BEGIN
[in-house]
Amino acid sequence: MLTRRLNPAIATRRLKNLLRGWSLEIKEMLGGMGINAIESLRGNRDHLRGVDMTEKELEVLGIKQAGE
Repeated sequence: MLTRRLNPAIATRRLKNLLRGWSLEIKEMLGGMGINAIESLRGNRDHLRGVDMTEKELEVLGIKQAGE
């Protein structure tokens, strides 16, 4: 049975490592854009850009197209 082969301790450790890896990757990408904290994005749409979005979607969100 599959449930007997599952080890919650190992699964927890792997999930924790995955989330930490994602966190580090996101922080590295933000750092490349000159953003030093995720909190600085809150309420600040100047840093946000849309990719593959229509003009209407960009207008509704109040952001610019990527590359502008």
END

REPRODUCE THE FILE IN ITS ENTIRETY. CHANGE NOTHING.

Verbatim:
[in-house]
Amino acid sequence: MLTRRLNPAIATRRLKNLLRGWSLEIKEMLGGMGINAIESLRGNRDHLRGVDMTEKELEVLGIKQAGE
Repeated sequence: MLTRRLNPAIATRRLKNLLRGWSLEIKEMLGGMGINAIESLRGNRDHLRGVDMTEKELEVLGIKQAGE
């Protein structure tokens, strides 16, 4: 049975490592854009850009197209 082969301790450790890896990757990408904290994005749409979005979607969100 599959449930007997599952080890919650190992699964927890792997999930924790995955989330930490994602966190580090996101922080590295933000750092490349000159953003030093995720909190600085809150309420600040100047840093946000849309990719593959229509003009209407960009207008509704109040952001610019990527590359502008």